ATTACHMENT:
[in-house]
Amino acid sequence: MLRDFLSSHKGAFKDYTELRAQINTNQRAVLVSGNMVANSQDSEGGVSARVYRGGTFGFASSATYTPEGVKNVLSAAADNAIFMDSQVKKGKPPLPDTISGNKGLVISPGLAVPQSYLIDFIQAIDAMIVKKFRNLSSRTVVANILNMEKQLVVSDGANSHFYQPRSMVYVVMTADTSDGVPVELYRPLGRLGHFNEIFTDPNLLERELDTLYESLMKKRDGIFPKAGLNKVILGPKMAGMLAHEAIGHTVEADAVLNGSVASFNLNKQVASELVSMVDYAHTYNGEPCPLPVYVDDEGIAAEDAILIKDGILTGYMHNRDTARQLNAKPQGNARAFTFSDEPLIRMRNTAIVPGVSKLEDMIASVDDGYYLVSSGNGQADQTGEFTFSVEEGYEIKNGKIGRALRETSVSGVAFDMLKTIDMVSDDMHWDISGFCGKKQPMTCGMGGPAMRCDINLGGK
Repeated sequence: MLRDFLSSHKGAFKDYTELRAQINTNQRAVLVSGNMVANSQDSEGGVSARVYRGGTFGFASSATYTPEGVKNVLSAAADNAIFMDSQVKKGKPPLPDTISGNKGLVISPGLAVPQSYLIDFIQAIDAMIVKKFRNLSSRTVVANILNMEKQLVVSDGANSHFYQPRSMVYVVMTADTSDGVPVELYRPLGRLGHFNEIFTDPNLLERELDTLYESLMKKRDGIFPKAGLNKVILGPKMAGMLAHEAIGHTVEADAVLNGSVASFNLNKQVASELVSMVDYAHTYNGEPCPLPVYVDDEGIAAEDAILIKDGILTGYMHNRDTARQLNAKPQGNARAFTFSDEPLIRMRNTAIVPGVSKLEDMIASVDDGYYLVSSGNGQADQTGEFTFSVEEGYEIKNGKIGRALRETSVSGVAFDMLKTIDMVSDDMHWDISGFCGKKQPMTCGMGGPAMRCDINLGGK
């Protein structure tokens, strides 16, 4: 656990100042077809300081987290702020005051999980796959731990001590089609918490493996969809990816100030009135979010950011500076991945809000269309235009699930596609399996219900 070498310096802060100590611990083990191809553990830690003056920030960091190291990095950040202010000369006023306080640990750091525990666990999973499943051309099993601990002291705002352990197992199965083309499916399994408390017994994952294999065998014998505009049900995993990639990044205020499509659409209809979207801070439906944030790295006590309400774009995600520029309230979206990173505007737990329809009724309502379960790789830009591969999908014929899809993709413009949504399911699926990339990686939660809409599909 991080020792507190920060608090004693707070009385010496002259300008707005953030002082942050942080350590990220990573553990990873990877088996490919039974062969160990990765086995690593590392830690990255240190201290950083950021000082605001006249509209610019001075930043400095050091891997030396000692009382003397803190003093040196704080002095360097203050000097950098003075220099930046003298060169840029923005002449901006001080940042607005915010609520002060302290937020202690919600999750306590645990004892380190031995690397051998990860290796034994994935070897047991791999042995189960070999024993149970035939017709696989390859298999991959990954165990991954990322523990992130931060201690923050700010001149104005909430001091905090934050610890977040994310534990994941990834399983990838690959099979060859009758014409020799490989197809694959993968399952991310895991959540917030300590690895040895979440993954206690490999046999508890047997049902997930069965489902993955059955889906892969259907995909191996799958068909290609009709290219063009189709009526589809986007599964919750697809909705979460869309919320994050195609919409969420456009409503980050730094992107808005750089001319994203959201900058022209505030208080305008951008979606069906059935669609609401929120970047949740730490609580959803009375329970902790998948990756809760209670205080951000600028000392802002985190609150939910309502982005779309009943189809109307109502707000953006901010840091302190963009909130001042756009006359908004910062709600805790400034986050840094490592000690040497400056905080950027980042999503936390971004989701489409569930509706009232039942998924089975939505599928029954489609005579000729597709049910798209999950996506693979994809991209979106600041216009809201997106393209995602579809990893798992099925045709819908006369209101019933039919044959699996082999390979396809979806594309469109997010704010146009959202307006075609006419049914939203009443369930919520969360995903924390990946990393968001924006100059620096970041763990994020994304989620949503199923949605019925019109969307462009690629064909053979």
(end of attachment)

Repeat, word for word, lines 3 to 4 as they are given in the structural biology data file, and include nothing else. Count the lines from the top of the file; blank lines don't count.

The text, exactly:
Repeated sequence: MLRDFLSSHKGAFKDYTELRAQINTNQRAVLVSGNMVANSQDSEGGVSARVYRGGTFGFASSATYTPEGVKNVLSAAADNAIFMDSQVKKGKPPLPDTISGNKGLVISPGLAVPQSYLIDFIQAIDAMIVKKFRNLSSRTVVANILNMEKQLVVSDGANSHFYQPRSMVYVVMTADTSDGVPVELYRPLGRLGHFNEIFTDPNLLERELDTLYESLMKKRDGIFPKAGLNKVILGPKMAGMLAHEAIGHTVEADAVLNGSVASFNLNKQVASELVSMVDYAHTYNGEPCPLPVYVDDEGIAAEDAILIKDGILTGYMHNRDTARQLNAKPQGNARAFTFSDEPLIRMRNTAIVPGVSKLEDMIASVDDGYYLVSSGNGQADQTGEFTFSVEEGYEIKNGKIGRALRETSVSGVAFDMLKTIDMVSDDMHWDISGFCGKKQPMTCGMGGPAMRCDINLGGK
């Protein structure tokens, strides 16, 4: 656990100042077809300081987290702020005051999980796959731990001590089609918490493996969809990816100030009135979010950011500076991945809000269309235009699930596609399996219900 070498310096802060100590611990083990191809553990830690003056920030960091190291990095950040202010000369006023306080640990750091525990666990999973499943051309099993601990002291705002352990197992199965083309499916399994408390017994994952294999065998014998505009049900995993990639990044205020499509659409209809979207801070439906944030790295006590309400774009995600520029309230979206990173505007737990329809009724309502379960790789830009591969999908014929899809993709413009949504399911699926990339990686939660809409599909 991080020792507190920060608090004693707070009385010496002259300008707005953030002082942050942080350590990220990573553990990873990877088996490919039974062969160990990765086995690593590392830690990255240190201290950083950021000082605001006249509209610019001075930043400095050091891997030396000692009382003397803190003093040196704080002095360097203050000097950098003075220099930046003298060169840029923005002449901006001080940042607005915010609520002060302290937020202690919600999750306590645990004892380190031995690397051998990860290796034994994935070897047991791999042995189960070999024993149970035939017709696989390859298999991959990954165990991954990322523990992130931060201690923050700010001149104005909430001091905090934050610890977040994310534990994941990834399983990838690959099979060859009758014409020799490989197809694959993968399952991310895991959540917030300590690895040895979440993954206690490999046999508890047997049902997930069965489902993955059955889906892969259907995909191996799958068909290609009709290219063009189709009526589809986007599964919750697809909705979460869309919320994050195609919409969420456009409503980050730094992107808005750089001319994203959201900058022209505030208080305008951008979606069906059935669609609401929120970047949740730490609580959803009375329970902790998948990756809760209670205080951000600028000392802002985190609150939910309502982005779309009943189809109307109502707000953006901010840091302190963009909130001042756009006359908004910062709600805790400034986050840094490592000690040497400056905080950027980042999503936390971004989701489409569930509706009232039942998924089975939505599928029954489609005579000729597709049910798209999950996506693979994809991209979106600041216009809201997106393209995602579809990893798992099925045709819908006369209101019933039919044959699996082999390979396809979806594309469109997010704010146009959202307006075609006419049914939203009443369930919520969360995903924390990946990393968001924006100059620096970041763990994020994304989620949503199923949605019925019109969307462009690629064909053979």